Translating Sustainable Agriculture to the Backyard Garden in Metropolitan Chicago

Project Overview

Project Type: Research and Education
Funds awarded in 2010: $86,963.00
Projected End Date: 12/31/2012
Region: North Central
State: Illinois
Project Coordinator:
Anya Maziak
Chicago Botanic Garden

Annual Reports


Not commodity specific


  • Animal Production: free-range
  • Crop Production: crop rotation, cover crops, intercropping, nutrient cycling, organic fertilizers
  • Education and Training: demonstration, display, workshop
  • Pest Management: biological control, integrated pest management, trap crops
  • Production Systems: organic agriculture, transitioning to organic
  • Soil Management: organic matter, soil quality/health
  • Sustainable Communities: local and regional food systems, urban agriculture, sustainability measures

    Proposal abstract:

    While the popularity of sustainably-produced goods and home gardening has grown significantly in recent years, the meaning of sustainable production and its practices remain confusing to many. The transition of the Chicago Botanic Garden’s Fruit & Vegetable Garden—one of its most popular destinations—to organic, provides the opportunity to educate its 750,000 annual visitors about sustainable gardening. CBG will create materials/curriculums for and engage its public broadly through family drop-in programs, interaction with interpretive horticulture interns, seasonal signage, open farm days, web resources, demonstrations by farmers, sustainable gardening classes, a farm field trip, and farm dinner. This methodology of offering a broad selection of activities should capture a wide audience of diverse individuals. Through an extensive evaluation—which will use staff observation, surveys, focus groups, a youth
    horticultural competition, and photo submissions—to measure the effectiveness of these activities, CBG will be able to determine how a garden-based institution can broadly educate the general public about the use of sustainable agriculture techniques. Through participation in the proposed activities, CBG visitors will in the short term increase their awareness, understanding, and appreciation for sustainable growing techniques and their products. In the intermediate term, they will garden sustainably, purchase sustainable products, and seek out more opportunities to learn about these methods. Ultimately, through this project CBG hopes to increase the number of people gardening sustainably in the tri-state Chicago region, contributing to a sustainable food system, buying products related to sustainable gardening, and also raise CBG’s reputation as a resource for information about sustainable gardening.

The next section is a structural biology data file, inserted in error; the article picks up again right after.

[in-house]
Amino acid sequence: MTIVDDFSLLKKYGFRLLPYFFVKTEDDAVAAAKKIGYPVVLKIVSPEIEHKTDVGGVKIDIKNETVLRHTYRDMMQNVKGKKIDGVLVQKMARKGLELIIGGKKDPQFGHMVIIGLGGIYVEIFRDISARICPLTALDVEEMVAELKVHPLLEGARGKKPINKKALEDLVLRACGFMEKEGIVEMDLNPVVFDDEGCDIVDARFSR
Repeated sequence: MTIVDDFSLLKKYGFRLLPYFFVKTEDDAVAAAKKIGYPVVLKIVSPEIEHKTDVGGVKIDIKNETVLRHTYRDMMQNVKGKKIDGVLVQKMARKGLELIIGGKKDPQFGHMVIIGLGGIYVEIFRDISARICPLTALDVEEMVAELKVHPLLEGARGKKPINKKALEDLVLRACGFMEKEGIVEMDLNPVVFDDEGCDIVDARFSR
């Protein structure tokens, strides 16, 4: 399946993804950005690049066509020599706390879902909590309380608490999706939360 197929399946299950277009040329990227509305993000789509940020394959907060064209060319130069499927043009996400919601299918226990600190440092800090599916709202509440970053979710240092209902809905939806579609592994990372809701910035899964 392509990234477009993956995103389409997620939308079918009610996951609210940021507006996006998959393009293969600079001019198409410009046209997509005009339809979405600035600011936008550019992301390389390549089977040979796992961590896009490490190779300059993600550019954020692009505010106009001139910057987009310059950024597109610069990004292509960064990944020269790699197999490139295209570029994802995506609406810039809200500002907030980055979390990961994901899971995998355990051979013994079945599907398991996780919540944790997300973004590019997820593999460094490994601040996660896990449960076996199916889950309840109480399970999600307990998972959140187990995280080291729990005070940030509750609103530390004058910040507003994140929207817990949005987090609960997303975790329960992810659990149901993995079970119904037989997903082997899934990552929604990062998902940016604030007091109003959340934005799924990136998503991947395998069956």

Project objectives from proposal:

    Project Outcomes
    As a result of this project in the short term, Chicago Botanic Garden (CBG) visitors will:
    • Increase their curiosity about sustainable growing practices and express an interest in
    these methods,
    • Increase their awareness of the many aspects of sustainable farming and gardening and
    why growing sustainably matters,
    • Increase their knowledge and basic understanding of sustainable methods, and
    • Gain an appreciation of sustainably-farmed products.

    In the intermediate term, CBG visitors will:
    • Apply the knowledge they gained at a home or community garden,
    • Purchase sustainably-farmed products, and
    • Seek out additional opportunities to learn about sustainable gardening.

    The project’s long term outcomes will be to:
    • Increase the number of individuals using sustainable gardening practices in the tri-state
    Chicago area,
    • Increase number of individuals contributing to a sustainable food system,
    • Increase purchases of products related to sustainable farming and gardening, and
    • Increase consumer consumption of sustainably-produced goods, and
    • Broaden CBG’s reputation as a resource for information about sustainable gardening.

    Any opinions, findings, conclusions, or recommendations expressed in this publication are those of the author(s) and do not necessarily reflect the view of the U.S. Department of Agriculture or SARE.